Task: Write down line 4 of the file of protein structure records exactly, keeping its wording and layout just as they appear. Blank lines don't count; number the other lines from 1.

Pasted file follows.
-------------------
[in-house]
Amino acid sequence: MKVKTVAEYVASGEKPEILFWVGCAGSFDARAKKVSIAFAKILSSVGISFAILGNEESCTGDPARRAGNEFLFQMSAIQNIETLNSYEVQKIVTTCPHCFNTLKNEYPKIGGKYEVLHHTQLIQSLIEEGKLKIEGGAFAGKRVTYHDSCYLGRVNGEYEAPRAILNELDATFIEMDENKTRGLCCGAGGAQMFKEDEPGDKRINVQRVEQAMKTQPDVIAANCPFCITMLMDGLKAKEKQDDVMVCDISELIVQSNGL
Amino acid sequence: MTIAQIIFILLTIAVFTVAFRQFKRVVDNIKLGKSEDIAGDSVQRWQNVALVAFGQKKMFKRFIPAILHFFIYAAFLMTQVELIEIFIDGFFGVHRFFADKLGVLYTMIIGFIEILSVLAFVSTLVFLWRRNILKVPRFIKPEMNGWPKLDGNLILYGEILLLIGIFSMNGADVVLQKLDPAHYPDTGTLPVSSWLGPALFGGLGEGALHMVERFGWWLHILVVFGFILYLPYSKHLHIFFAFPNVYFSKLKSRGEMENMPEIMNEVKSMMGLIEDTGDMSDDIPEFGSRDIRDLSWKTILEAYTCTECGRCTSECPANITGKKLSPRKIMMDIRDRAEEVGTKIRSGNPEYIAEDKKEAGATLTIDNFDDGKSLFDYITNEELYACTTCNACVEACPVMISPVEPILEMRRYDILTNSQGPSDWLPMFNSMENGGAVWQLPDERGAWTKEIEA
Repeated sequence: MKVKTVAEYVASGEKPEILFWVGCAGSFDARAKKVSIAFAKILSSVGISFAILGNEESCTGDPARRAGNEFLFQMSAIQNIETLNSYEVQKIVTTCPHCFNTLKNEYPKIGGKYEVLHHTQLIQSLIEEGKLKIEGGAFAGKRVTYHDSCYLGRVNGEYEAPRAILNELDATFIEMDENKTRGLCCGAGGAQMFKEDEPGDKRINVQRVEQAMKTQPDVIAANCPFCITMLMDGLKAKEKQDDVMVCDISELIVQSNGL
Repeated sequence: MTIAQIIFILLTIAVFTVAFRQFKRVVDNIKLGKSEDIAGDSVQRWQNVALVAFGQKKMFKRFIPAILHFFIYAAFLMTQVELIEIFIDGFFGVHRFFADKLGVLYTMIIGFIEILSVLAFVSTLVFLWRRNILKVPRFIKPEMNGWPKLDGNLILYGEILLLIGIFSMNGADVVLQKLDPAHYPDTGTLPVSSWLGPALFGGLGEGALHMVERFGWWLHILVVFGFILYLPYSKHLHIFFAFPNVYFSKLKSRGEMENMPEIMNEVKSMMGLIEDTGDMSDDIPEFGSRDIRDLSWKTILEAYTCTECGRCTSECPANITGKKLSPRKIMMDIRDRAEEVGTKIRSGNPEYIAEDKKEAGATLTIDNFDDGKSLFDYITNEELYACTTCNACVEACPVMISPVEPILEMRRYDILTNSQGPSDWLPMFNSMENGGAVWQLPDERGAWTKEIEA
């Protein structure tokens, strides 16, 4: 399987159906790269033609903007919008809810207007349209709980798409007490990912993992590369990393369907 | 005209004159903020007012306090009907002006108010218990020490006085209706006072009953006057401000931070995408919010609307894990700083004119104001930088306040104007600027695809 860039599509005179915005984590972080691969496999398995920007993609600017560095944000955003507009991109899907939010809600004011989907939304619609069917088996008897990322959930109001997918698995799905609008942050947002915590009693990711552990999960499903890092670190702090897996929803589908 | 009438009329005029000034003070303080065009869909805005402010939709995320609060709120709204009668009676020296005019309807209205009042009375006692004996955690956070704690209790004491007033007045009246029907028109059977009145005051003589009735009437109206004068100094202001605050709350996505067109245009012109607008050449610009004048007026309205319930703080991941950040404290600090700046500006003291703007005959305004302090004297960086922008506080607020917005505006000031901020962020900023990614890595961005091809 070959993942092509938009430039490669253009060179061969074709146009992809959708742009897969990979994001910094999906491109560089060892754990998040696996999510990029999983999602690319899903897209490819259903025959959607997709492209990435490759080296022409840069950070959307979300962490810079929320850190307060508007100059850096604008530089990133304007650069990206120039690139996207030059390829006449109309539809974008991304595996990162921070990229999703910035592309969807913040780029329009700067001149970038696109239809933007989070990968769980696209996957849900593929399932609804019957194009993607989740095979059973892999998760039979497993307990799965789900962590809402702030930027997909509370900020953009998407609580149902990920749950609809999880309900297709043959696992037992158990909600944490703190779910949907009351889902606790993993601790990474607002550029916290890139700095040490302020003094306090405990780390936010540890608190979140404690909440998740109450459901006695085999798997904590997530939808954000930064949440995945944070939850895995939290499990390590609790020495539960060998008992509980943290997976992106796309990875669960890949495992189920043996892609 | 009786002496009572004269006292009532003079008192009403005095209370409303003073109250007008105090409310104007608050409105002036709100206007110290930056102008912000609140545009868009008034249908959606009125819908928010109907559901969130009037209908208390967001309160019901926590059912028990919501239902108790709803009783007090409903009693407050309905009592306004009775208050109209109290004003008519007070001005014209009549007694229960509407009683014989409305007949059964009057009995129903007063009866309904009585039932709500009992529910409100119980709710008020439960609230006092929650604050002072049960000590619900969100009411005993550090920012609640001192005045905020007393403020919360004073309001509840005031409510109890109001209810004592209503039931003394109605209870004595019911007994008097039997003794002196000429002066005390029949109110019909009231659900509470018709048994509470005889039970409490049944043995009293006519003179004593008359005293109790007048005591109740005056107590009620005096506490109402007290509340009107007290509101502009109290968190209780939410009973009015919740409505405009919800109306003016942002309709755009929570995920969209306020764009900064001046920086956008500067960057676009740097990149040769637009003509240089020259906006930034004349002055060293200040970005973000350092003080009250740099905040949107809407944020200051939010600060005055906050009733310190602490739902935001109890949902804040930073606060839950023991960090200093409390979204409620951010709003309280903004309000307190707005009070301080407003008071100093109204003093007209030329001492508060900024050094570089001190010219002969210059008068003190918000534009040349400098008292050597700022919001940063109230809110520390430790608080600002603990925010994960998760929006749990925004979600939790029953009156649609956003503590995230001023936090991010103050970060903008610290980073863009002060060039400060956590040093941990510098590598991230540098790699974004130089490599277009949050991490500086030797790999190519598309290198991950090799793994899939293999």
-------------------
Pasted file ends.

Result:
Repeated sequence: MKVKTVAEYVASGEKPEILFWVGCAGSFDARAKKVSIAFAKILSSVGISFAILGNEESCTGDPARRAGNEFLFQMSAIQNIETLNSYEVQKIVTTCPHCFNTLKNEYPKIGGKYEVLHHTQLIQSLIEEGKLKIEGGAFAGKRVTYHDSCYLGRVNGEYEAPRAILNELDATFIEMDENKTRGLCCGAGGAQMFKEDEPGDKRINVQRVEQAMKTQPDVIAANCPFCITMLMDGLKAKEKQDDVMVCDISELIVQSNGL